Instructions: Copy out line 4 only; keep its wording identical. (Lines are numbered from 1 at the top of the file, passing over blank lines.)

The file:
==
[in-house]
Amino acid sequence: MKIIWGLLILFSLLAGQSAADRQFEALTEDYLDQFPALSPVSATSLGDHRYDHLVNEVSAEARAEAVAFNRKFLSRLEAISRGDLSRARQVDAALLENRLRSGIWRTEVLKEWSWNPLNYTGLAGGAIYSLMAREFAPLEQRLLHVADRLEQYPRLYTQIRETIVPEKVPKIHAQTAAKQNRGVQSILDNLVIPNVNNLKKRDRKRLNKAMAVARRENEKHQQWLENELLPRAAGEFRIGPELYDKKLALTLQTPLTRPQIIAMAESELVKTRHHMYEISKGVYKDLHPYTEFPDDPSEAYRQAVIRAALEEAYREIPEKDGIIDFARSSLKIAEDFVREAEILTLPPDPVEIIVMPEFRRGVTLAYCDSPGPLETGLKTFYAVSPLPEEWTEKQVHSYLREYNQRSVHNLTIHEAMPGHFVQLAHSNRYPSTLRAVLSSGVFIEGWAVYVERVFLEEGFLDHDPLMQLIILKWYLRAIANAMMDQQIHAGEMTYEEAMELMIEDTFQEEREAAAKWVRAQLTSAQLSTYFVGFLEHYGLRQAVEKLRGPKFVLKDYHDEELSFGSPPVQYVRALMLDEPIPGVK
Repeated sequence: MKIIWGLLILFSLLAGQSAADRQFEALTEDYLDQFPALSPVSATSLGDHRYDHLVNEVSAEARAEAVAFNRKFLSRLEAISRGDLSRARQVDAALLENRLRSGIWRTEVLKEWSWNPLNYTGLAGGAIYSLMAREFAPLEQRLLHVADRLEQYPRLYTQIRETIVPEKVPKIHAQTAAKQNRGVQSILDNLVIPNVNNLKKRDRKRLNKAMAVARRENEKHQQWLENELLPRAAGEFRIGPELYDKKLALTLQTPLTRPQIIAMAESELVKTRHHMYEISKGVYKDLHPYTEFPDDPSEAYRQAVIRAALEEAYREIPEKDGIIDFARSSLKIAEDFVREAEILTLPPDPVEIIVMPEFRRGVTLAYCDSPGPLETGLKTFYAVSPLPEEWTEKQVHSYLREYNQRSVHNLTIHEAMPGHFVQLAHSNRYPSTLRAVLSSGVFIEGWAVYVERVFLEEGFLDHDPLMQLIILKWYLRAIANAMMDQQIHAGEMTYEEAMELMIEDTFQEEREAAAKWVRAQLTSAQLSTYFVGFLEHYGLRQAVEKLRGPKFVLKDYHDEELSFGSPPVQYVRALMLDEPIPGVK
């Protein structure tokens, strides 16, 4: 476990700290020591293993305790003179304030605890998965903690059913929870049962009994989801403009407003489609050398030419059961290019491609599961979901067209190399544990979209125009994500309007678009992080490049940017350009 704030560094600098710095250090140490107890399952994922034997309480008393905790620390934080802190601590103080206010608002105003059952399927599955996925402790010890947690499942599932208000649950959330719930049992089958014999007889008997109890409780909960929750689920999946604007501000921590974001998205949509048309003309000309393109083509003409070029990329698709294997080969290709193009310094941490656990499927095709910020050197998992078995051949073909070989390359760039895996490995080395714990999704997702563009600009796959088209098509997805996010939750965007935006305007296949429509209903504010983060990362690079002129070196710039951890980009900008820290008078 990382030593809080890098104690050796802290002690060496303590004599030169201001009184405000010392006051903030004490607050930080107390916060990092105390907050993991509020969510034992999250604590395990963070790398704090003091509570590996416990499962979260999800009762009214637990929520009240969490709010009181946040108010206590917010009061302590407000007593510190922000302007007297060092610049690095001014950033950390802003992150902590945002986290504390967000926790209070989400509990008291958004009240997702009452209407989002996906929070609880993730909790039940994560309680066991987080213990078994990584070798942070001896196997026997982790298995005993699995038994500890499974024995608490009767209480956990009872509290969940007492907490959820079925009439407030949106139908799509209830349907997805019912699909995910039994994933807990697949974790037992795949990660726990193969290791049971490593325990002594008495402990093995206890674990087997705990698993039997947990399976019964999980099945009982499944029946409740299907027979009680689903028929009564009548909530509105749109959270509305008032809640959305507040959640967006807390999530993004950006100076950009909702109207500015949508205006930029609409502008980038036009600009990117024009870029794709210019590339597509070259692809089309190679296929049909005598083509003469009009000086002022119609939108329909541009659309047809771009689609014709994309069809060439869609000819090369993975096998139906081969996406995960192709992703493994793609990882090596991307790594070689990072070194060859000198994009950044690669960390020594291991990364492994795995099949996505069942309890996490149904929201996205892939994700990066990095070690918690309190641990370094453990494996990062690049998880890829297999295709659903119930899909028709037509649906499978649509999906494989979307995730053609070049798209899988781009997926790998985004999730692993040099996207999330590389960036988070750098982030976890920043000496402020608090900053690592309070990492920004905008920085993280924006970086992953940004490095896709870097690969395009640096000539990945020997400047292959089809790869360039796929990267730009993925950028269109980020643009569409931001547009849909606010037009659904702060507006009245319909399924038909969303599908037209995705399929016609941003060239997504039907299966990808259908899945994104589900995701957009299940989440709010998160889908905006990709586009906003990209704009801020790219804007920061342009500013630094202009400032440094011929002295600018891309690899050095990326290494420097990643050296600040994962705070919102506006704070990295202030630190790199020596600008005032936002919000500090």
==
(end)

């Protein structure tokens, strides 16, 4: 476990700290020591293993305790003179304030605890998965903690059913929870049962009994989801403009407003489609050398030419059961290019491609599961979901067209190399544990979209125009994500309007678009992080490049940017350009 704030560094600098710095250090140490107890399952994922034997309480008393905790620390934080802190601590103080206010608002105003059952399927599955996925402790010890947690499942599932208000649950959330719930049992089958014999007889008997109890409780909960929750689920999946604007501000921590974001998205949509048309003309000309393109083509003409070029990329698709294997080969290709193009310094941490656990499927095709910020050197998992078995051949073909070989390359760039895996490995080395714990999704997702563009600009796959088209098509997805996010939750965007935006305007296949429509209903504010983060990362690079002129070196710039951890980009900008820290008078 990382030593809080890098104690050796802290002690060496303590004599030169201001009184405000010392006051903030004490607050930080107390916060990092105390907050993991509020969510034992999250604590395990963070790398704090003091509570590996416990499962979260999800009762009214637990929520009240969490709010009181946040108010206590917010009061302590407000007593510190922000302007007297060092610049690095001014950033950390802003992150902590945002986290504390967000926790209070989400509990008291958004009240997702009452209407989002996906929070609880993730909790039940994560309680066991987080213990078994990584070798942070001896196997026997982790298995005993699995038994500890499974024995608490009767209480956990009872509290969940007492907490959820079925009439407030949106139908799509209830349907997805019912699909995910039994994933807990697949974790037992795949990660726990193969290791049971490593325990002594008495402990093995206890674990087997705990698993039997947990399976019964999980099945009982499944029946409740299907027979009680689903028929009564009548909530509105749109959270509305008032809640959305507040959640967006807390999530993004950006100076950009909702109207500015949508205006930029609409502008980038036009600009990117024009870029794709210019590339597509070259692809089309190679296929049909005598083509003469009009000086002022119609939108329909541009659309047809771009689609014709994309069809060439869609000819090369993975096998139906081969996406995960192709992703493994793609990882090596991307790594070689990072070194060859000198994009950044690669960390020594291991990364492994795995099949996505069942309890996490149904929201996205892939994700990066990095070690918690309190641990370094453990494996990062690049998880890829297999295709659903119930899909028709037509649906499978649509999906494989979307995730053609070049798209899988781009997926790998985004999730692993040099996207999330590389960036988070750098982030976890920043000496402020608090900053690592309070990492920004905008920085993280924006970086992953940004490095896709870097690969395009640096000539990945020997400047292959089809790869360039796929990267730009993925950028269109980020643009569409931001547009849909606010037009659904702060507006009245319909399924038909969303599908037209995705399929016609941003060239997504039907299966990808259908899945994104589900995701957009299940989440709010998160889908905006990709586009906003990209704009801020790219804007920061342009500013630094202009400032440094011929002295600018891309690899050095990326290494420097990643050296600040994962705070919102506006704070990295202030630190790199020596600008005032936002919000500090």